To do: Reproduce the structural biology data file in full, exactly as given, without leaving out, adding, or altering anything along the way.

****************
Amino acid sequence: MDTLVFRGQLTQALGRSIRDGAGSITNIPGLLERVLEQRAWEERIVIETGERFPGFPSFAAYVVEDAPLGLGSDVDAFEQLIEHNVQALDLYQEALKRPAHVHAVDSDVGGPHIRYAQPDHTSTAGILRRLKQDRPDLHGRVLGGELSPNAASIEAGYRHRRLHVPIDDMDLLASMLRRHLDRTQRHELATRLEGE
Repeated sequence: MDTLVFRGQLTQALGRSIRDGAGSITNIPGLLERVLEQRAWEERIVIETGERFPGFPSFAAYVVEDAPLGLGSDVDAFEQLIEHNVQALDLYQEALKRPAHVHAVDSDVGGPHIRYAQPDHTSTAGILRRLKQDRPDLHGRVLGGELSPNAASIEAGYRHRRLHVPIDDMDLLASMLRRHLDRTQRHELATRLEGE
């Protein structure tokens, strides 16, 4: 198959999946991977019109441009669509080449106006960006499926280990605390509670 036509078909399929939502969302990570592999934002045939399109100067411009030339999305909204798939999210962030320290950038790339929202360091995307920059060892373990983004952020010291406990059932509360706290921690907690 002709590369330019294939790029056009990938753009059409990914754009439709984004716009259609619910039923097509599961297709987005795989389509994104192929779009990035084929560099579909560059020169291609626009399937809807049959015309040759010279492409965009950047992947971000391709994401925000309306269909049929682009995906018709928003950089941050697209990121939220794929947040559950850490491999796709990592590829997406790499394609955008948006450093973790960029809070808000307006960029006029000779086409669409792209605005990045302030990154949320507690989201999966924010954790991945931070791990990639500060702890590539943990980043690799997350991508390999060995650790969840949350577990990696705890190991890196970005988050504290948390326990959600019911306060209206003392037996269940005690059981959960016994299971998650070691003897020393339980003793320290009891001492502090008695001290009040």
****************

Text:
Amino acid sequence: MDTLVFRGQLTQALGRSIRDGAGSITNIPGLLERVLEQRAWEERIVIETGERFPGFPSFAAYVVEDAPLGLGSDVDAFEQLIEHNVQALDLYQEALKRPAHVHAVDSDVGGPHIRYAQPDHTSTAGILRRLKQDRPDLHGRVLGGELSPNAASIEAGYRHRRLHVPIDDMDLLASMLRRHLDRTQRHELATRLEGE
Repeated sequence: MDTLVFRGQLTQALGRSIRDGAGSITNIPGLLERVLEQRAWEERIVIETGERFPGFPSFAAYVVEDAPLGLGSDVDAFEQLIEHNVQALDLYQEALKRPAHVHAVDSDVGGPHIRYAQPDHTSTAGILRRLKQDRPDLHGRVLGGELSPNAASIEAGYRHRRLHVPIDDMDLLASMLRRHLDRTQRHELATRLEGE
């Protein structure tokens, strides 16, 4: 198959999946991977019109441009669509080449106006960006499926280990605390509670 036509078909399929939502969302990570592999934002045939399109100067411009030339999305909204798939999210962030320290950038790339929202360091995307920059060892373990983004952020010291406990059932509360706290921690907690 002709590369330019294939790029056009990938753009059409990914754009439709984004716009259609619910039923097509599961297709987005795989389509994104192929779009990035084929560099579909560059020169291609626009399937809807049959015309040759010279492409965009950047992947971000391709994401925000309306269909049929682009995906018709928003950089941050697209990121939220794929947040559950850490491999796709990592590829997406790499394609955008948006450093973790960029809070808000307006960029006029000779086409669409792209605005990045302030990154949320507690989201999966924010954790991945931070791990990639500060702890590539943990980043690799997350991508390999060995650790969840949350577990990696705890190991890196970005988050504290948390326990959600019911306060209206003392037996269940005690059981959960016994299971998650070691003897020393339980003793320290009891001492502090008695001290009040």